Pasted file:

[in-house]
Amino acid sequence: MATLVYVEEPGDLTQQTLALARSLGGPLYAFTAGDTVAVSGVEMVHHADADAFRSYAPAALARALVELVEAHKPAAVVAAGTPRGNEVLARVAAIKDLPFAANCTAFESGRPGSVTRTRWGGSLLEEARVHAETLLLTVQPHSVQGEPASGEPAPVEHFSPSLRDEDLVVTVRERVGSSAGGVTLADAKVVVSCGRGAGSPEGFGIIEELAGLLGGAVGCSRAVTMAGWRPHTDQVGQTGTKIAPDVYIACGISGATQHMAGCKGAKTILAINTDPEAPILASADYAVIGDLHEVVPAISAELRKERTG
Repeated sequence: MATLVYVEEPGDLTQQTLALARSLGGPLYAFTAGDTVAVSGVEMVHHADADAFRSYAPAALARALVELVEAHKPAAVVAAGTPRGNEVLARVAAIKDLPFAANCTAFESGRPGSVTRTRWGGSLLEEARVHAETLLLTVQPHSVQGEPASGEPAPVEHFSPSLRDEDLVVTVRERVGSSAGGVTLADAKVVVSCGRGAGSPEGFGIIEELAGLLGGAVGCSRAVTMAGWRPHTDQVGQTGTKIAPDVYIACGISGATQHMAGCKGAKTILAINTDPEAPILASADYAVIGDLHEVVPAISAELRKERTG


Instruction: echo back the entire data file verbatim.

[in-house]
Amino acid sequence: MATLVYVEEPGDLTQQTLALARSLGGPLYAFTAGDTVAVSGVEMVHHADADAFRSYAPAALARALVELVEAHKPAAVVAAGTPRGNEVLARVAAIKDLPFAANCTAFESGRPGSVTRTRWGGSLLEEARVHAETLLLTVQPHSVQGEPASGEPAPVEHFSPSLRDEDLVVTVRERVGSSAGGVTLADAKVVVSCGRGAGSPEGFGIIEELAGLLGGAVGCSRAVTMAGWRPHTDQVGQTGTKIAPDVYIACGISGATQHMAGCKGAKTILAINTDPEAPILASADYAVIGDLHEVVPAISAELRKERTG
Repeated sequence: MATLVYVEEPGDLTQQTLALARSLGGPLYAFTAGDTVAVSGVEMVHHADADAFRSYAPAALARALVELVEAHKPAAVVAAGTPRGNEVLARVAAIKDLPFAANCTAFESGRPGSVTRTRWGGSLLEEARVHAETLLLTVQPHSVQGEPASGEPAPVEHFSPSLRDEDLVVTVRERVGSSAGGVTLADAKVVVSCGRGAGSPEGFGIIEELAGLLGGAVGCSRAVTMAGWRPHTDQVGQTGTKIAPDVYIACGISGATQHMAGCKGAKTILAINTDPEAPILASADYAVIGDLHEVVPAISAELRKERTG